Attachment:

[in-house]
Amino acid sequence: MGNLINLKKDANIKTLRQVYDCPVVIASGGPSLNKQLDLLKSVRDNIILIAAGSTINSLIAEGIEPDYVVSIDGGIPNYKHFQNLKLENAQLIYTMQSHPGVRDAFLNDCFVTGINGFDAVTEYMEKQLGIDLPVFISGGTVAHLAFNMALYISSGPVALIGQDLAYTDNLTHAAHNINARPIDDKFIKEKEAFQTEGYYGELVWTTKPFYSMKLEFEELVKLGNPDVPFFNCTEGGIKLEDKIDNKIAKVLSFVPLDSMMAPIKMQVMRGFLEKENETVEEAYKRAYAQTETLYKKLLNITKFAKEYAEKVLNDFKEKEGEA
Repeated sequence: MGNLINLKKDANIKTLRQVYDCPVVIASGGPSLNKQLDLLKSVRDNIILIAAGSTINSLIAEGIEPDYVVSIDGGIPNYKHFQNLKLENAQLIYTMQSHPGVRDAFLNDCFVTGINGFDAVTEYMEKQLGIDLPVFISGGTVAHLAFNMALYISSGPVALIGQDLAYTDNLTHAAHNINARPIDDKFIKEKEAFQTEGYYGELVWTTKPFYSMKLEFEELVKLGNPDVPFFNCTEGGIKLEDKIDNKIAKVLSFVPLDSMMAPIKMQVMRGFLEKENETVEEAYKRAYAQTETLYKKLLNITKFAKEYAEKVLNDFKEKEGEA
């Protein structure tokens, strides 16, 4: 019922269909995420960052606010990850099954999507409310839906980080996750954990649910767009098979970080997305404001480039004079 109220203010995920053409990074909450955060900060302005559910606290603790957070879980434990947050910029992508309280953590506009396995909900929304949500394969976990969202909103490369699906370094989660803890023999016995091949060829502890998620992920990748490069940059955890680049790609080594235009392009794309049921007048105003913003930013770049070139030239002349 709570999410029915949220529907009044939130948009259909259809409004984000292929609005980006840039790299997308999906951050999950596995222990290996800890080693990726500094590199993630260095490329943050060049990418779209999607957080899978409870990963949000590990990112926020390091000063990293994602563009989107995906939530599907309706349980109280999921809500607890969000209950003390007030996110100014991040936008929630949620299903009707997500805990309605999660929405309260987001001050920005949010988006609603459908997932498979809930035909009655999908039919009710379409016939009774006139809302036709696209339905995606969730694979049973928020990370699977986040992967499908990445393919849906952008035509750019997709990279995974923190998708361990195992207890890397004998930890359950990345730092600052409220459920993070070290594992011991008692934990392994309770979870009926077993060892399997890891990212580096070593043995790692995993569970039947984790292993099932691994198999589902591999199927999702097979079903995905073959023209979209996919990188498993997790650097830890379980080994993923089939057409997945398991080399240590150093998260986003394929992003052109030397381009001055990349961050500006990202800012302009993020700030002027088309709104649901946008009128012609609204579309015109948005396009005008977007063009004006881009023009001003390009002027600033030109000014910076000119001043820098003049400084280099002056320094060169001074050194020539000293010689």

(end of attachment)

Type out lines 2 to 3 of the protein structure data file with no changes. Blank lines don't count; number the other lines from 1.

Amino acid sequence: MGNLINLKKDANIKTLRQVYDCPVVIASGGPSLNKQLDLLKSVRDNIILIAAGSTINSLIAEGIEPDYVVSIDGGIPNYKHFQNLKLENAQLIYTMQSHPGVRDAFLNDCFVTGINGFDAVTEYMEKQLGIDLPVFISGGTVAHLAFNMALYISSGPVALIGQDLAYTDNLTHAAHNINARPIDDKFIKEKEAFQTEGYYGELVWTTKPFYSMKLEFEELVKLGNPDVPFFNCTEGGIKLEDKIDNKIAKVLSFVPLDSMMAPIKMQVMRGFLEKENETVEEAYKRAYAQTETLYKKLLNITKFAKEYAEKVLNDFKEKEGEA
Repeated sequence: MGNLINLKKDANIKTLRQVYDCPVVIASGGPSLNKQLDLLKSVRDNIILIAAGSTINSLIAEGIEPDYVVSIDGGIPNYKHFQNLKLENAQLIYTMQSHPGVRDAFLNDCFVTGINGFDAVTEYMEKQLGIDLPVFISGGTVAHLAFNMALYISSGPVALIGQDLAYTDNLTHAAHNINARPIDDKFIKEKEAFQTEGYYGELVWTTKPFYSMKLEFEELVKLGNPDVPFFNCTEGGIKLEDKIDNKIAKVLSFVPLDSMMAPIKMQVMRGFLEKENETVEEAYKRAYAQTETLYKKLLNITKFAKEYAEKVLNDFKEKEGEA